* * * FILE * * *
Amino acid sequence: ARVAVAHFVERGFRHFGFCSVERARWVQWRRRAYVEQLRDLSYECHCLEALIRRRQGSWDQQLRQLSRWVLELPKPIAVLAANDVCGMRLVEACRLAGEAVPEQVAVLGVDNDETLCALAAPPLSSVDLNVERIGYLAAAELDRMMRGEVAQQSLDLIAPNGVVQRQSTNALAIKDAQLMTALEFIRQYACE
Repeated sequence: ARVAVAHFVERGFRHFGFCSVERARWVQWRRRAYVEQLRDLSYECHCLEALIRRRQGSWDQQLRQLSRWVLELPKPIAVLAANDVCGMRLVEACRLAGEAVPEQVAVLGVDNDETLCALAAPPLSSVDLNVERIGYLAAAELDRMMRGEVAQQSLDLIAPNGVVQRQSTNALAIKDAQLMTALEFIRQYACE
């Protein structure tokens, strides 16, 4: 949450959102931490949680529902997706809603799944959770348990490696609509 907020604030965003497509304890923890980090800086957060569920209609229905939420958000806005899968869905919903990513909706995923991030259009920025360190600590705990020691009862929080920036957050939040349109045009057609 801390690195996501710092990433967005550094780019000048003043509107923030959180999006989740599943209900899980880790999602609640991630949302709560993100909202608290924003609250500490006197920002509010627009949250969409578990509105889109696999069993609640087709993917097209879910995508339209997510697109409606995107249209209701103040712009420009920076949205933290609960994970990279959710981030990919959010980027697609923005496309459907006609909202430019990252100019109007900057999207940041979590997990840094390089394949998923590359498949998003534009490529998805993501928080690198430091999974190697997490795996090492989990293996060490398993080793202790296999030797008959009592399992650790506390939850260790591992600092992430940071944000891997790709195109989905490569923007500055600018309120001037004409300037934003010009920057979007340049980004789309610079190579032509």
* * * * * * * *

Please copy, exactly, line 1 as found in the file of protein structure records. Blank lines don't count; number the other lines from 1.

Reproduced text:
Amino acid sequence: ARVAVAHFVERGFRHFGFCSVERARWVQWRRRAYVEQLRDLSYECHCLEALIRRRQGSWDQQLRQLSRWVLELPKPIAVLAANDVCGMRLVEACRLAGEAVPEQVAVLGVDNDETLCALAAPPLSSVDLNVERIGYLAAAELDRMMRGEVAQQSLDLIAPNGVVQRQSTNALAIKDAQLMTALEFIRQYACE